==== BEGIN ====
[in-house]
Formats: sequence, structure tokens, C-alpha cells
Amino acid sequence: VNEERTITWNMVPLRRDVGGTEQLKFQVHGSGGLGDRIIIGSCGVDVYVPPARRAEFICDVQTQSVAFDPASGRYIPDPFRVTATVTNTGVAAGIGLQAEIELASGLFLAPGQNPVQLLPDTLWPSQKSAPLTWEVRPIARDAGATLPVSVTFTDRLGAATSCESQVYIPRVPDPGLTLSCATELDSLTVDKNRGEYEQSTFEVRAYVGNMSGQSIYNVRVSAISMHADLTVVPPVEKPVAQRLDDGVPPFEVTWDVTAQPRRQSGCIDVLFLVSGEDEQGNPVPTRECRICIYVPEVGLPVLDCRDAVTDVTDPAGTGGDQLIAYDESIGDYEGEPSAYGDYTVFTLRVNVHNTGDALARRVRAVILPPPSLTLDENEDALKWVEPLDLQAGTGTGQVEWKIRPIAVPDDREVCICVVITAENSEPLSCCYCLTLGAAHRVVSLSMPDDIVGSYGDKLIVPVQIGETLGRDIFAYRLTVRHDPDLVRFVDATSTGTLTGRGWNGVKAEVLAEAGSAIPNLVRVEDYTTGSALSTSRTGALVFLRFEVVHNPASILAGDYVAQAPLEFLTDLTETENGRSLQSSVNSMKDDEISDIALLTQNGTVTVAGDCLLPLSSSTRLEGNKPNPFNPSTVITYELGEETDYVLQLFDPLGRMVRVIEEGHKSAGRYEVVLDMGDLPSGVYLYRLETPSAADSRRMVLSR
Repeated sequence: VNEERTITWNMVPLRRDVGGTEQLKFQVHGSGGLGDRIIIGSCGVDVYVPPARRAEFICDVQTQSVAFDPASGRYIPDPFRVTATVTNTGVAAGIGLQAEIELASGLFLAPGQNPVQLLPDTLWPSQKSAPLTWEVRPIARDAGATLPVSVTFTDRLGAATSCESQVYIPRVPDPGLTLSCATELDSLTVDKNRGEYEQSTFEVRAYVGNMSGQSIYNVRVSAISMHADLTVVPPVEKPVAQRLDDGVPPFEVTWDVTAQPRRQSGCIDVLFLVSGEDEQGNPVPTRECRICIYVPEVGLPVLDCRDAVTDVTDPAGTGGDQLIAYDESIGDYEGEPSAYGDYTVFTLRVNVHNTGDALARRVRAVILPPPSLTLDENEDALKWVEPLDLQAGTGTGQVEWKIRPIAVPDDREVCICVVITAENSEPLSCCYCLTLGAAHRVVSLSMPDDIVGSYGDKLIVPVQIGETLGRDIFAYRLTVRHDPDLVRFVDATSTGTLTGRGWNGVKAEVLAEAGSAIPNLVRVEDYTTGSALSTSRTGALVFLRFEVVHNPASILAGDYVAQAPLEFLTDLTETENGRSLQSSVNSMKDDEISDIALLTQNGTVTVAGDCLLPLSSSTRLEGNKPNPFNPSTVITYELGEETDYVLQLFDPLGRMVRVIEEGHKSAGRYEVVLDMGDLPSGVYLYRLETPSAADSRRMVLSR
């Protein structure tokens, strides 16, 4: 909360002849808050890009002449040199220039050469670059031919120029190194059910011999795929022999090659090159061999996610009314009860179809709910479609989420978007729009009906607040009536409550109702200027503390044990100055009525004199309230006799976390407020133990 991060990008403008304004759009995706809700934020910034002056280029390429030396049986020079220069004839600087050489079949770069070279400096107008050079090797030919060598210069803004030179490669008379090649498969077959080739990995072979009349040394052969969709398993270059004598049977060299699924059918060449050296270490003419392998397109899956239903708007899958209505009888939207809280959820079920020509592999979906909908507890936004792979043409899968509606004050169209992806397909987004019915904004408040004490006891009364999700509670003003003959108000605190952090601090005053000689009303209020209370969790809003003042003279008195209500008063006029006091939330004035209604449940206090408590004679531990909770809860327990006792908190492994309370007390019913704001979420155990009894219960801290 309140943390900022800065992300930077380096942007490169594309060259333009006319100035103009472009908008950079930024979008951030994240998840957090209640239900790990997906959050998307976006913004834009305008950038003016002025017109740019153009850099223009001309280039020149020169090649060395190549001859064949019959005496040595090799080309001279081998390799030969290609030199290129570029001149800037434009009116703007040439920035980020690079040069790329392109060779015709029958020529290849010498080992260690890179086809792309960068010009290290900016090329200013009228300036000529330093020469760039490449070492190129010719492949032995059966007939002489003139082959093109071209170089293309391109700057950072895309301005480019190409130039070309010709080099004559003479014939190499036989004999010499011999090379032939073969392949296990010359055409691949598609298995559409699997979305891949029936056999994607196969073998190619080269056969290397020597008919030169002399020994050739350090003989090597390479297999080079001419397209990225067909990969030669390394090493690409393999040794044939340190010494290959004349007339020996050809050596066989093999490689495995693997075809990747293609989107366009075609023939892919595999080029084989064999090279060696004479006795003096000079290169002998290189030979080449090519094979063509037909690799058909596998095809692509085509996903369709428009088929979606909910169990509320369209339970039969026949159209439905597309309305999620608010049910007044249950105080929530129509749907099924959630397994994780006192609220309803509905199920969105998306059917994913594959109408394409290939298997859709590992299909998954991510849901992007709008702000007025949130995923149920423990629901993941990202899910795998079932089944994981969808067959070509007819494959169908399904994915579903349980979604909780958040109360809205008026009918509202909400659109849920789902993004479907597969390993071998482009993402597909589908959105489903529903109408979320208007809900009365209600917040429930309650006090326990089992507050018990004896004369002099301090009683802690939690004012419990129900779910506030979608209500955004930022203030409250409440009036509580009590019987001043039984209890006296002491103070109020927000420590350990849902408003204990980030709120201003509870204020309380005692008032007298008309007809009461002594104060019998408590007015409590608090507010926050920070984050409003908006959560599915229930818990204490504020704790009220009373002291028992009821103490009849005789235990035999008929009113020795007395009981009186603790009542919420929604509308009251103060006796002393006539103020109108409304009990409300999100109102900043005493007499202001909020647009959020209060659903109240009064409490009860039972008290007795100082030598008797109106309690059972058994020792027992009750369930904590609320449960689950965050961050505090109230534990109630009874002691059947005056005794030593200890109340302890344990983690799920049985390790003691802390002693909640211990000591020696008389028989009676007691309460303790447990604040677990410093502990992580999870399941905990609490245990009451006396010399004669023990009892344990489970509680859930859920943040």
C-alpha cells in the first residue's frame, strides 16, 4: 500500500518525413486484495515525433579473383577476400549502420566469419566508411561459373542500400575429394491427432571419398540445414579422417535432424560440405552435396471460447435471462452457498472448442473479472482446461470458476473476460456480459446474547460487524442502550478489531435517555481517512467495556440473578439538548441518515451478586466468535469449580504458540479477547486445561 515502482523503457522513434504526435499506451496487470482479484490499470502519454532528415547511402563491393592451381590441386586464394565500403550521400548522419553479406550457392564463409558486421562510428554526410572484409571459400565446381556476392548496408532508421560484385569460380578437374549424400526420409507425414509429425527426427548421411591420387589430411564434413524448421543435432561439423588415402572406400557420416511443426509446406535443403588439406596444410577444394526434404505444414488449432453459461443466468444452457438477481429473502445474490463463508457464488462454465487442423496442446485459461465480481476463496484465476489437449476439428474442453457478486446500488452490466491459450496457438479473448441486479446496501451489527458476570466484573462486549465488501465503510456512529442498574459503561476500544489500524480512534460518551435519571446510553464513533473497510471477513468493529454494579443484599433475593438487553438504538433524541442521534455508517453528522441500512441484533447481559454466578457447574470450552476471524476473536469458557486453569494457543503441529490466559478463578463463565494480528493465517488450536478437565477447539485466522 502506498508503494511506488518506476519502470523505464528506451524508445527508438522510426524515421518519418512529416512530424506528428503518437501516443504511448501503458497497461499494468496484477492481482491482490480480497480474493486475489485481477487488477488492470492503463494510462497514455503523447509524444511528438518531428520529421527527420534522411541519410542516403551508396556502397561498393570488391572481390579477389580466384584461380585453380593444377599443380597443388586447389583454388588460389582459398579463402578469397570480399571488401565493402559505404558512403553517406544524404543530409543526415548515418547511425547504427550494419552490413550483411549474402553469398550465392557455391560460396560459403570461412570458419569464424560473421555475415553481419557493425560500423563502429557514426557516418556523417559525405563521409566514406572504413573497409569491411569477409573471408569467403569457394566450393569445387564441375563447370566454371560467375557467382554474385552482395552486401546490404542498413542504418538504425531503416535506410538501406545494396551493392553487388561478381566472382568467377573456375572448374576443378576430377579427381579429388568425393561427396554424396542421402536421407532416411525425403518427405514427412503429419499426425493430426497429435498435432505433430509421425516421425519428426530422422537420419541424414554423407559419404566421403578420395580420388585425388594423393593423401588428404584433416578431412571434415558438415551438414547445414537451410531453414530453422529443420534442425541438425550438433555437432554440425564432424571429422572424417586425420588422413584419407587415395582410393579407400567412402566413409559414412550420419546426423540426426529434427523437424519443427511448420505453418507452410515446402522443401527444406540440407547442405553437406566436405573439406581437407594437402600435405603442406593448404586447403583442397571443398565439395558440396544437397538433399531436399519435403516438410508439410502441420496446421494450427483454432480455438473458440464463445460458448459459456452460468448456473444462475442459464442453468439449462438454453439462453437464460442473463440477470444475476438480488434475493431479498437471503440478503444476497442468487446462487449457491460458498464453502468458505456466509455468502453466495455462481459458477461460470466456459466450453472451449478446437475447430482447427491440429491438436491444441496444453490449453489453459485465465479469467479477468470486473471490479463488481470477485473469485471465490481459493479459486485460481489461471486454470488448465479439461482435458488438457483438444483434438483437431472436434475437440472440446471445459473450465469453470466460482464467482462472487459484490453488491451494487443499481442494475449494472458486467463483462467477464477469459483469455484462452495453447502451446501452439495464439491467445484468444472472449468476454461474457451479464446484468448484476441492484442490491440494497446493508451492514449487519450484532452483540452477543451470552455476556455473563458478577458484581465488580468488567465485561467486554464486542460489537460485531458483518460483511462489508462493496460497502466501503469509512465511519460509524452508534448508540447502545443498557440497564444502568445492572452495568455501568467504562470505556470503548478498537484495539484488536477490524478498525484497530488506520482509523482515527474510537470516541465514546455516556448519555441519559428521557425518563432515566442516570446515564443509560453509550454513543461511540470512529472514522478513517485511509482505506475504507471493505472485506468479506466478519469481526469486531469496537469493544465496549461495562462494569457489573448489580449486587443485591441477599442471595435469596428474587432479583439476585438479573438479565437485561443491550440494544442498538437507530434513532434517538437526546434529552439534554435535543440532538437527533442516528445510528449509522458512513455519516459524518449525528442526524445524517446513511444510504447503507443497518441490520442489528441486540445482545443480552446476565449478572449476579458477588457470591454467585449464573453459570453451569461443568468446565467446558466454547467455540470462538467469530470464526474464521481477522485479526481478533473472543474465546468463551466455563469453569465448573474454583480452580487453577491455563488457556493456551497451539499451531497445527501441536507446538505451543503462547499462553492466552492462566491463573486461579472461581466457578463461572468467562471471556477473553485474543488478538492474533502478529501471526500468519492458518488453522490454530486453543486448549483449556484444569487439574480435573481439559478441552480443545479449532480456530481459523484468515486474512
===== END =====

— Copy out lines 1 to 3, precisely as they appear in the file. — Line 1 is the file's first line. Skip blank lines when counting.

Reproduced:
[in-house]
Formats: sequence, structure tokens, C-alpha cells
Amino acid sequence: VNEERTITWNMVPLRRDVGGTEQLKFQVHGSGGLGDRIIIGSCGVDVYVPPARRAEFICDVQTQSVAFDPASGRYIPDPFRVTATVTNTGVAAGIGLQAEIELASGLFLAPGQNPVQLLPDTLWPSQKSAPLTWEVRPIARDAGATLPVSVTFTDRLGAATSCESQVYIPRVPDPGLTLSCATELDSLTVDKNRGEYEQSTFEVRAYVGNMSGQSIYNVRVSAISMHADLTVVPPVEKPVAQRLDDGVPPFEVTWDVTAQPRRQSGCIDVLFLVSGEDEQGNPVPTRECRICIYVPEVGLPVLDCRDAVTDVTDPAGTGGDQLIAYDESIGDYEGEPSAYGDYTVFTLRVNVHNTGDALARRVRAVILPPPSLTLDENEDALKWVEPLDLQAGTGTGQVEWKIRPIAVPDDREVCICVVITAENSEPLSCCYCLTLGAAHRVVSLSMPDDIVGSYGDKLIVPVQIGETLGRDIFAYRLTVRHDPDLVRFVDATSTGTLTGRGWNGVKAEVLAEAGSAIPNLVRVEDYTTGSALSTSRTGALVFLRFEVVHNPASILAGDYVAQAPLEFLTDLTETENGRSLQSSVNSMKDDEISDIALLTQNGTVTVAGDCLLPLSSSTRLEGNKPNPFNPSTVITYELGEETDYVLQLFDPLGRMVRVIEEGHKSAGRYEVVLDMGDLPSGVYLYRLETPSAADSRRMVLSR